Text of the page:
McCaffrey is engaging in cognitive dissonance to believe and say that Rumsfeld did not hold himself personally accountable, while recognizing that Rumsfeld left office and thus “things changed”. Yes, things changed, but Admiral Fallon and Petraeus was NOT promoted and assigned under Gates, if you recall.
I suppose if most of the military high command from Vietnam were blaming the problems on Iraq on Rumsfeld, then obviously they were not focusing on solving the problem as Petraeus has shown how to do.
Rumsfeld may indeed have been an impediment, but only due to the blindness of people like McCaffrey. Such things always occur in team dynamics. The team may have made a wrong decision, and a single member may have been “right”, but if that member can’t work with the team, then the team ditches the member. Pure self-survival reflex.
Every war needs a scapegoat for defeats. This has been true even when Athens won a war but their general overstepped his time limit.
It doesn’t mean that this is about a sudden instantaneous transformation just cause Rumsfeld finally resigned, due to the fact that Bush somehow got convinced change was needed due to the electoral defeats in 2006.
Due to the fact that when I tried to recall if in fact Admiral Fallon and Petraeus was assigned their commands under Rumsfeld or Gates, I couldn’t remember the exact date of their being assigned, I went back to check on this information for accuracy.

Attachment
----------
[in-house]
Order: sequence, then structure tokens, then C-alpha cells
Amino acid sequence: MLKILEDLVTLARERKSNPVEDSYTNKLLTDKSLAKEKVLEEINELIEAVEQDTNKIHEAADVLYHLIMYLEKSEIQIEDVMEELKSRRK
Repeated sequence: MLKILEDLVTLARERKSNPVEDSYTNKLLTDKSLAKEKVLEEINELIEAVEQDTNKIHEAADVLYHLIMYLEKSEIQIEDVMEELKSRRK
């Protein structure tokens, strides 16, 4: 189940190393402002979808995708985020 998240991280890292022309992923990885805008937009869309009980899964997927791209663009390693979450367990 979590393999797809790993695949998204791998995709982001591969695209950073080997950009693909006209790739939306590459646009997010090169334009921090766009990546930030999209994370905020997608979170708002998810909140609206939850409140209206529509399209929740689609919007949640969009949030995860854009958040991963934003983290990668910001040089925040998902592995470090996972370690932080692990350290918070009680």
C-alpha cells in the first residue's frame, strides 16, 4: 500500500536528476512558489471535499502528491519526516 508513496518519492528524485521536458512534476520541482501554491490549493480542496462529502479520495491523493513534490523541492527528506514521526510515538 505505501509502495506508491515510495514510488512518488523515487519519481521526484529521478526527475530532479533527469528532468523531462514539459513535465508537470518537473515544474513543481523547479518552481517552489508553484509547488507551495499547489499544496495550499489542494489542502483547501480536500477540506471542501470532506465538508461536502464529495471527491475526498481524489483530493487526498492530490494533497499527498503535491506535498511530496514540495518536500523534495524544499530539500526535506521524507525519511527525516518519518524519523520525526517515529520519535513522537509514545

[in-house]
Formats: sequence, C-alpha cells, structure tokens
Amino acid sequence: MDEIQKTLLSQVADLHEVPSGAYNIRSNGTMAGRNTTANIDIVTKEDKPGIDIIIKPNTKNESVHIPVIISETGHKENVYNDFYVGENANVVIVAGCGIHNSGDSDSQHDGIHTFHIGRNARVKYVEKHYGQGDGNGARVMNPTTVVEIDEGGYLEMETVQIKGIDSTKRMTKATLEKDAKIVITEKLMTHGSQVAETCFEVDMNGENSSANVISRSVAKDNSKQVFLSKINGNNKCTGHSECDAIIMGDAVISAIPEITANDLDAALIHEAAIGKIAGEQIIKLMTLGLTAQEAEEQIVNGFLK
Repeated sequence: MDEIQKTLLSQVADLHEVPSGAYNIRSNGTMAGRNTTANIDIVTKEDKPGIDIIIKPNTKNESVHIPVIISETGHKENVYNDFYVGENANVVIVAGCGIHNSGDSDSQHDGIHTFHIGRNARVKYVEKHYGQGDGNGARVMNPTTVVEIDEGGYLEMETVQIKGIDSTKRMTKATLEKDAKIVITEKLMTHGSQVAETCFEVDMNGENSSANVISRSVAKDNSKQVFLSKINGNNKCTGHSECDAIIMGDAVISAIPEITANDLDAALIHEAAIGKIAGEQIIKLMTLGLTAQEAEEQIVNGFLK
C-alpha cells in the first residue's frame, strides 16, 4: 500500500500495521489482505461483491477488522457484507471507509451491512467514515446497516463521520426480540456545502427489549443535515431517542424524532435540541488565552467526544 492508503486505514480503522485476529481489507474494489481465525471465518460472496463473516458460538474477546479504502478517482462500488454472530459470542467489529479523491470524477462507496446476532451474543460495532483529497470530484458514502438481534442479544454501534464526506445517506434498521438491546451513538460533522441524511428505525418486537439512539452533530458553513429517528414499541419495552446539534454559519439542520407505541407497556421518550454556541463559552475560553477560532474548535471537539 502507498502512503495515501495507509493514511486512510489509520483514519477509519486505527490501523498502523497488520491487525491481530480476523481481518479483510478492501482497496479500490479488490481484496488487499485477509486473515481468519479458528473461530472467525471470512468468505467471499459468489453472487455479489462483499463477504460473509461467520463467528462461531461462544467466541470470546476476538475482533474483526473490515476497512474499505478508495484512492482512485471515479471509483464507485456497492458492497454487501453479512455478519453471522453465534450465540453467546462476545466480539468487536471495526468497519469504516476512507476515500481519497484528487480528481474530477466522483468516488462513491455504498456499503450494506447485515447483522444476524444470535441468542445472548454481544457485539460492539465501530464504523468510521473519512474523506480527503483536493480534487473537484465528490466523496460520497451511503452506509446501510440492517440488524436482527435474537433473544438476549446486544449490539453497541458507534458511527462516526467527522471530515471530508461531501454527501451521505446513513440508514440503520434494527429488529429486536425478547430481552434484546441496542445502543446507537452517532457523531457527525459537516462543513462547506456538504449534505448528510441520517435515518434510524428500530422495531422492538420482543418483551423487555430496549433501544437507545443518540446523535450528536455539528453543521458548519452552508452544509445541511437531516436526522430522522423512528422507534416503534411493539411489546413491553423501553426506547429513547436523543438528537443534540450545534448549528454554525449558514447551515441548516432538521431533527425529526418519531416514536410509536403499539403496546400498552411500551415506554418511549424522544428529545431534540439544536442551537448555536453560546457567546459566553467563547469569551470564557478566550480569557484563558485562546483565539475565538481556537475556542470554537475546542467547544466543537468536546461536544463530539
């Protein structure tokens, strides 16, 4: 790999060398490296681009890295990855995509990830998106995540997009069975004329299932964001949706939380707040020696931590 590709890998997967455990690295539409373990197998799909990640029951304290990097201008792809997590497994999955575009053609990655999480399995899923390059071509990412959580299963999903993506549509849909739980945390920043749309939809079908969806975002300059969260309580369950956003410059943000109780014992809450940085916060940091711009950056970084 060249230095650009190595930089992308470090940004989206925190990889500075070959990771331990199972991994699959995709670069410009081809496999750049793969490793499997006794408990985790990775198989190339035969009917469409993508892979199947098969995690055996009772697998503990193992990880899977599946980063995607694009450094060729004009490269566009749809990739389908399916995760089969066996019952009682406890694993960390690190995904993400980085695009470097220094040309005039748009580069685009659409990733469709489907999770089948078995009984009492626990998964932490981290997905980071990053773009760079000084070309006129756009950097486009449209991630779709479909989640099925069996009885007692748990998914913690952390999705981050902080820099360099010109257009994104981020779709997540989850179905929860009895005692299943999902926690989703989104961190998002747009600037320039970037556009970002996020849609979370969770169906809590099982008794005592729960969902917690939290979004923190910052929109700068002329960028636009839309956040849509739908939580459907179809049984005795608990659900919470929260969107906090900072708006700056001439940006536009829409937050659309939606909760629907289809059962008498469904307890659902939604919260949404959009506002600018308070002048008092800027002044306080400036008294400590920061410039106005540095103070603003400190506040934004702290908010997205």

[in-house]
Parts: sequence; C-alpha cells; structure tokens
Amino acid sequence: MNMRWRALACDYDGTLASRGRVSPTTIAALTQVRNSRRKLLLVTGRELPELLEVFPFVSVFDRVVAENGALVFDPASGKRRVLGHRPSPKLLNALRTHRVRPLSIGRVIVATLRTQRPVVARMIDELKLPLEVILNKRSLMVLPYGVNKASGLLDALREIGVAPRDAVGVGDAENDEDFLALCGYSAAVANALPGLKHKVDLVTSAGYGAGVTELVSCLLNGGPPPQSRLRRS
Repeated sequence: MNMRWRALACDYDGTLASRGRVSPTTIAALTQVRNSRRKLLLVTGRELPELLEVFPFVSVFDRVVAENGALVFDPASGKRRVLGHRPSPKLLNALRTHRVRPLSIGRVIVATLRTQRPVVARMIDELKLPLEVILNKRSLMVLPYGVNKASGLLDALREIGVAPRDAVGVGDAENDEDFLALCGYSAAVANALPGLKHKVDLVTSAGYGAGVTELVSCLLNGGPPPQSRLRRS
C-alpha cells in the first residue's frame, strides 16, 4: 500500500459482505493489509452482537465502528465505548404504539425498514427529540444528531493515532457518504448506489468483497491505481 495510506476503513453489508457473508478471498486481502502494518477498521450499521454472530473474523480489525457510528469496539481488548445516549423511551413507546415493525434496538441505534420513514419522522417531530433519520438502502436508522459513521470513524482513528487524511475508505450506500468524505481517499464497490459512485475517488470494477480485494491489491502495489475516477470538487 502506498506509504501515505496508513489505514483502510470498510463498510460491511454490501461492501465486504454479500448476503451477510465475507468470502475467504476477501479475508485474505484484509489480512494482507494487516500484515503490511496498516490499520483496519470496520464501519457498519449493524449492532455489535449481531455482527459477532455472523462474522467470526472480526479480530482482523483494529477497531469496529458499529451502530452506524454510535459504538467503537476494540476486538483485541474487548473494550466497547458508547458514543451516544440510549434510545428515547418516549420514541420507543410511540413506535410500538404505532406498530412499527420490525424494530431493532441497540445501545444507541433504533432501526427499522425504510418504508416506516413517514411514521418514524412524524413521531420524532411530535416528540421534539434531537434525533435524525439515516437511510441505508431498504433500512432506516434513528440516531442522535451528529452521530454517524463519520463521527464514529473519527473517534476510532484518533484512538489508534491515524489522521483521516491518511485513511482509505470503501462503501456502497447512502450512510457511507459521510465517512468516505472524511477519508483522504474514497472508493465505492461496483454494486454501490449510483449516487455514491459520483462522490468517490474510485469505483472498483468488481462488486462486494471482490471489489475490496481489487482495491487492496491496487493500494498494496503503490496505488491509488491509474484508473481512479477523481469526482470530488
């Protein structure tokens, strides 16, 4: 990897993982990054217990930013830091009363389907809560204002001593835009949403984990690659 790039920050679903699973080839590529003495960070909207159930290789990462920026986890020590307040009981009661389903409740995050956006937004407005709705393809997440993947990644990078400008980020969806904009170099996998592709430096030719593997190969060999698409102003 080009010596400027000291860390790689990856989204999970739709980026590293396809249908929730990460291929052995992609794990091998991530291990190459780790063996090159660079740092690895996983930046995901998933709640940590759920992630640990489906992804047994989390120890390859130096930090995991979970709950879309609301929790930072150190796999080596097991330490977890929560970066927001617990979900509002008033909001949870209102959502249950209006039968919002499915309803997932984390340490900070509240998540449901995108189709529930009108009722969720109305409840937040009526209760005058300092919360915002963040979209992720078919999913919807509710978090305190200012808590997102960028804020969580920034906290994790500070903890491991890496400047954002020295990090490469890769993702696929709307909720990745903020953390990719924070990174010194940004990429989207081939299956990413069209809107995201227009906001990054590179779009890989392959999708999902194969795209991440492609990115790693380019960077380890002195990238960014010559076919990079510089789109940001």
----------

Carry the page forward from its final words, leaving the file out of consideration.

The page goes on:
Even if Gates did, for some reason or the other due to a shift in Presidential strategy, assign new commanders, the question then becomes why. If Abizaid and others had to go, why if Rumsfeld was the problem and when Rumsfeld had to go then Fallon and such folks could then “speak” more openly than they could under Rumsfeld?
There’s more than one ways to look at it.
Rumsfeld and the President may have already decided that if the Republicans lost the election because the American people was no longer convinced by the President’s strategy, the President would accept Rumsfeld’s resignation, get somebody else as head of DoD, and also clean out the army commanders that Rumsfeld had to work with and thus were basing their strategic overview on.